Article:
A "celebrity" bird of prey has fallen victim, at least indirectly, to the heavy snowfall in Nova Scotia.
David Currie, an avid birder in Dartmouth, says a rare Eurasian kestrel was found killed by a hungry and larger hawk on Friday at Hartlen Point in Eastern Passage.
He says hawks would normally feed on mice, but with a relentless winter blanketing the province with heavy ice and snow, it's made it tough on wildlife to find food.
The Eurasian kestrel was first spotted in Eastern Passage in November and since then local birders have been treated to regular sightings. It's only the second time that type of bird was found in Nova Scotia, Currie says, calling it a local "celebrity" and tourist attraction.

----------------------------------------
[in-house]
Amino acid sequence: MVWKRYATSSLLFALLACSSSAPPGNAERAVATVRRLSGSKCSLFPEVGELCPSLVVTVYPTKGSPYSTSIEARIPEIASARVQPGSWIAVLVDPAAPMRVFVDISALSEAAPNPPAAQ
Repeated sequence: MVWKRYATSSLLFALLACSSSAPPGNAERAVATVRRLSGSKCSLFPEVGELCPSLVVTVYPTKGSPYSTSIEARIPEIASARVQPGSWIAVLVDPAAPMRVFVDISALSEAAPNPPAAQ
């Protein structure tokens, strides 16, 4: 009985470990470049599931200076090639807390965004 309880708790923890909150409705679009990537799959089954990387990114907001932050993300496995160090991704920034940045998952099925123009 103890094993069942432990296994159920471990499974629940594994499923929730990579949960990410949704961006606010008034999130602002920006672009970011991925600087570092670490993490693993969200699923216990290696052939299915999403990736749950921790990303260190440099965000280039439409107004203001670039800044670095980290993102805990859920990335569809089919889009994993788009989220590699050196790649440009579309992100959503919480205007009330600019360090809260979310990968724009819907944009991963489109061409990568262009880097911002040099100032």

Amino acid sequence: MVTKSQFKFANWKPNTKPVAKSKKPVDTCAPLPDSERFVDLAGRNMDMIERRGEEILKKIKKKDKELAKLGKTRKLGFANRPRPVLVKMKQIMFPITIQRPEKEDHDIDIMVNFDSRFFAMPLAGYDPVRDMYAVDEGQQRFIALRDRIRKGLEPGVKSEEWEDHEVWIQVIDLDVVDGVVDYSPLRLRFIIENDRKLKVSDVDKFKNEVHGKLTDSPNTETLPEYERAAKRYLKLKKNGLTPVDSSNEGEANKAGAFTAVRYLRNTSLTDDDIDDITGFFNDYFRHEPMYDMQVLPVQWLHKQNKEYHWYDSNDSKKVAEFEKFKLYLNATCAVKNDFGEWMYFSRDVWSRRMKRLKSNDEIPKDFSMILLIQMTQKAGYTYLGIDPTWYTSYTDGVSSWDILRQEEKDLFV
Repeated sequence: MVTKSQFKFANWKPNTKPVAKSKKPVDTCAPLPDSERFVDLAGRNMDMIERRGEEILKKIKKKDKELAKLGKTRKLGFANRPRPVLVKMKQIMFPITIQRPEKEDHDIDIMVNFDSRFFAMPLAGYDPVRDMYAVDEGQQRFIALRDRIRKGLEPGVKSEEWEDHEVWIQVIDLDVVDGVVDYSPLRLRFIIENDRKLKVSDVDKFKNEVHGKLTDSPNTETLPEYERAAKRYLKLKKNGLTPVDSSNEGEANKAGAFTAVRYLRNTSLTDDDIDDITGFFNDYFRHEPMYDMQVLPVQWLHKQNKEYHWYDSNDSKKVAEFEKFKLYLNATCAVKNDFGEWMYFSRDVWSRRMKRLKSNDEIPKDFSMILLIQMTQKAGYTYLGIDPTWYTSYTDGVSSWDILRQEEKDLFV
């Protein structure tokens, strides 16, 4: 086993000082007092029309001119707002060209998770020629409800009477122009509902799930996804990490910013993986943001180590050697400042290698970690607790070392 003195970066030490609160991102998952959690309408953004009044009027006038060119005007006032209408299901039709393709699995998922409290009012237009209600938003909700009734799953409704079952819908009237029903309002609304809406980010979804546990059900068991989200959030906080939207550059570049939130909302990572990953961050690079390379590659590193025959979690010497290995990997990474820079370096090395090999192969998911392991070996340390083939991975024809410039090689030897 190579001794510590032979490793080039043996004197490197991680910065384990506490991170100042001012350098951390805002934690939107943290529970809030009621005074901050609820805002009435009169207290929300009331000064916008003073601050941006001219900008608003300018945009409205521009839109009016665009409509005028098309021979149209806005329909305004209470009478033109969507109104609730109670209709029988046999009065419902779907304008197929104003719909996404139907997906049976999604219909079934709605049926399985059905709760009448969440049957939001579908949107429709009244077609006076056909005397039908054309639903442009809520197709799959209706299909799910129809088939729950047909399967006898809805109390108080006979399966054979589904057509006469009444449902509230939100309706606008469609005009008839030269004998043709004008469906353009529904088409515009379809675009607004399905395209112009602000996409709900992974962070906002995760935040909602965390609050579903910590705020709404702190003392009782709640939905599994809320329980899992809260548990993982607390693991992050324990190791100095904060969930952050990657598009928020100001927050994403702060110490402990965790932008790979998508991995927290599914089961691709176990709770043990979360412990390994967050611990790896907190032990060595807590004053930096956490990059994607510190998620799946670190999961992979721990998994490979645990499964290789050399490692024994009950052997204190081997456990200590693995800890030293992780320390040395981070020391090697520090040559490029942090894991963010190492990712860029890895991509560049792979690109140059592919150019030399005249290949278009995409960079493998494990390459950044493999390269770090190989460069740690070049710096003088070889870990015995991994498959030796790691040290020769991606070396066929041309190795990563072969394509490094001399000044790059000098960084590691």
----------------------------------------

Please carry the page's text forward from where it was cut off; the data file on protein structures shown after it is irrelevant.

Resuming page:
"It's provided a tremendous amount of enjoyment to birders coming from all across Canada and the U.S. We're all saddened because it's been such a fun thing to do to share this experience with other people," said Currie.
He says over the last few months, everyone from the commissionaires at the Hartlen Point golf course to neighbourhood residents took ownership of the bird.
Currie says the feathers have been gathered for testing to determine where the kestrel originally came from.